Table of Contents

Polar Oceans Governance in an Era of Environmental Change

Polar Oceans Governance in an Era of Environmental Change

New Horizons in Environmental and Energy Law series

Edited by Tim Stephens and David L. VanderZwaag

This timely book provides a cutting-edge assessment of how the dynamic ocean regions at the highest latitudes on Earth are being managed in an era of unprecedented environmental change. The Arctic and Southern Oceans are experiencing transformative environmental change as a result of climate change and ocean acidification. As areas of unparalleled environmental, cultural and scientific value, they are crucibles for testing how integrated, eco-systemic governance frameworks can be developed to meet and address volatile environmental, political and economic challenges.

Chapter 3: Environmental change in the Arctic region

Lorne Kriwoken

Subjects: environment, climate change, environmental governance and regulation, environmental law, law - academic, environmental law, public international law, politics and public policy, international relations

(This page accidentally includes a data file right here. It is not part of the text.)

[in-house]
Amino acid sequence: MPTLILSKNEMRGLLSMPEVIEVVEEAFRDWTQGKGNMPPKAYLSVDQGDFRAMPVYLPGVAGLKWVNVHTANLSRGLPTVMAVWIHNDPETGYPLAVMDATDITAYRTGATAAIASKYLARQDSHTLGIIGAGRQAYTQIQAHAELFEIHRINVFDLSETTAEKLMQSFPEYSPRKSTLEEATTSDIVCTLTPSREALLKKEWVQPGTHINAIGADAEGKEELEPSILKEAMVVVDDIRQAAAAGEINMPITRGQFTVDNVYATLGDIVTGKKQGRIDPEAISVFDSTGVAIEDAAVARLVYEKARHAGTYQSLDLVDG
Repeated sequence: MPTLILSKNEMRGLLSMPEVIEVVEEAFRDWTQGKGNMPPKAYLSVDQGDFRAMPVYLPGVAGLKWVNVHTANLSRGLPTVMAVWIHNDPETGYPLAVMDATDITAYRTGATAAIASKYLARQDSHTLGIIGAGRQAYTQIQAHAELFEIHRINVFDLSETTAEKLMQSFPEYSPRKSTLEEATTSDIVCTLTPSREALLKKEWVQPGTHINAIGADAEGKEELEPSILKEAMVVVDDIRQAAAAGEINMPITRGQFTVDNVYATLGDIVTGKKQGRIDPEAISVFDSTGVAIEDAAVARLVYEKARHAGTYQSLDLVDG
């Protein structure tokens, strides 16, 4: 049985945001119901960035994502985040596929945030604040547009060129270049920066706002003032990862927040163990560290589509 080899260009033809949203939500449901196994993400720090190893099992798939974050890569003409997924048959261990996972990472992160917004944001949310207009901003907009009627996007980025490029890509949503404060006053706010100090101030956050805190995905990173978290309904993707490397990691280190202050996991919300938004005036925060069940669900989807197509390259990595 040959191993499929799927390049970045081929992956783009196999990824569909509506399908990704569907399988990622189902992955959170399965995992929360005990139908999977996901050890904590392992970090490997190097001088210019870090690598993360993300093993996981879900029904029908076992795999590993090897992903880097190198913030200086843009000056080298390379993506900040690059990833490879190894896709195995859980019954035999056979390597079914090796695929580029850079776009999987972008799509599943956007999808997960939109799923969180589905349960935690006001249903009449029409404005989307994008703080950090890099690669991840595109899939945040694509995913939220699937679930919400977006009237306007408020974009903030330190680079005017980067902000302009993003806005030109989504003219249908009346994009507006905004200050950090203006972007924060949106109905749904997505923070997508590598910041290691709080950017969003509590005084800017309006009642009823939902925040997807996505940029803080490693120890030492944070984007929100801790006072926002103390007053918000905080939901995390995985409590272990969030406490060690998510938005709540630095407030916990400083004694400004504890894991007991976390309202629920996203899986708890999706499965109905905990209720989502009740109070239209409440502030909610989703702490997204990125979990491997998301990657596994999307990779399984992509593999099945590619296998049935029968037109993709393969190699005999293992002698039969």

The influence of human activities on all aspects of the environment is so significant that it represents a new geological epoch known as the Anthropocene. The expansion of fossil fuel use around 1800 makes it possible to track increased carbon dioxide concentrations as an indicator of this transition from the Holocene to the Anthropocene. This new epoch is represented by the growth of human impact on land use, ecosystems, biodiversity, species extinction and atmospheric pollution, to name but a few. Increased human population combined with economic development has given rise to widespread global environmental effects. Certain parts of the world show particularly distinct changes as a result of this transition into the Anthropocene. The Arctic is one such region. The Arctic is extremely vulnerable to predicted climate change and this will have important global and regional ramifications. During the twentieth century air temperatures over Arctic land areas increased by up to 5oC. Arctic Ocean sea ice has both declined in areal extent and thinned. Water flowing north from the Atlantic Ocean has warmed. Spring snow in Eurasia has decreased, as has permafrost. There are a wide range of implications for the Arctic environment and its animals, plants and human inhabitants. These trends have now been widely disseminated to international audiences. For instance, Chapter 15 of the Fourth Assessment Report of the Intergovernmental Panel on Climate Change (IPCC) details impacts of climate change to the Arctic and Antarctic.

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